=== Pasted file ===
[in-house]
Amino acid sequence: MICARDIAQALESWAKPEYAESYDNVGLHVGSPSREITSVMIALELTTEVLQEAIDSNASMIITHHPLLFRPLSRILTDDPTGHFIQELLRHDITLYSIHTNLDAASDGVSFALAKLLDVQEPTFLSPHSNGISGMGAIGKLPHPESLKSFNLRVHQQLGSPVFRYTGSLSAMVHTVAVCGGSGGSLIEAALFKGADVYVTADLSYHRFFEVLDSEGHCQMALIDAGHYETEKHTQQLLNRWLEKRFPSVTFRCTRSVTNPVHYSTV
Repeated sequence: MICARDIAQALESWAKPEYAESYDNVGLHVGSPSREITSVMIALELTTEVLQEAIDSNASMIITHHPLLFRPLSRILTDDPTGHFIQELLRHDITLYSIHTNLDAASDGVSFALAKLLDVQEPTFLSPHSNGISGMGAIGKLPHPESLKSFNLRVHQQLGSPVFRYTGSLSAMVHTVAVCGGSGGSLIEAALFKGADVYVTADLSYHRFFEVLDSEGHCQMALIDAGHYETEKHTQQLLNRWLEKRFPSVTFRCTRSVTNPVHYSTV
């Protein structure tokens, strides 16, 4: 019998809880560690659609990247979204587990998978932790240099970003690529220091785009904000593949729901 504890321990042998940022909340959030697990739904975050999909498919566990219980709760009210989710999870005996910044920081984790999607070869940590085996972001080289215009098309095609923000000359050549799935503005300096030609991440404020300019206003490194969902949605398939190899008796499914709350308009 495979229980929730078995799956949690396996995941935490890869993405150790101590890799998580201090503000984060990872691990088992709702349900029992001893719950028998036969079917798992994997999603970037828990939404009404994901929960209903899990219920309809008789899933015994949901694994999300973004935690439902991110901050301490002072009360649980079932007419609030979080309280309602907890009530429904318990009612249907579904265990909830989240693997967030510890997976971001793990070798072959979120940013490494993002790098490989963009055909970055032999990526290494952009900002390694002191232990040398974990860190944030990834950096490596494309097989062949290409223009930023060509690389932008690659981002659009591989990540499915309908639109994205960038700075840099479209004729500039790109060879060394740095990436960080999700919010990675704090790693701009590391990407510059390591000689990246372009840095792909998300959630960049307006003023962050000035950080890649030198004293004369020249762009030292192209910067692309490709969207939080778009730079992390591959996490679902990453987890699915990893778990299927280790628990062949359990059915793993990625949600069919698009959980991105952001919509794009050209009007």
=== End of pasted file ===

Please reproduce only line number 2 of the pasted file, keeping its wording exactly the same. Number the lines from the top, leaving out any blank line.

Amino acid sequence: MICARDIAQALESWAKPEYAESYDNVGLHVGSPSREITSVMIALELTTEVLQEAIDSNASMIITHHPLLFRPLSRILTDDPTGHFIQELLRHDITLYSIHTNLDAASDGVSFALAKLLDVQEPTFLSPHSNGISGMGAIGKLPHPESLKSFNLRVHQQLGSPVFRYTGSLSAMVHTVAVCGGSGGSLIEAALFKGADVYVTADLSYHRFFEVLDSEGHCQMALIDAGHYETEKHTQQLLNRWLEKRFPSVTFRCTRSVTNPVHYSTV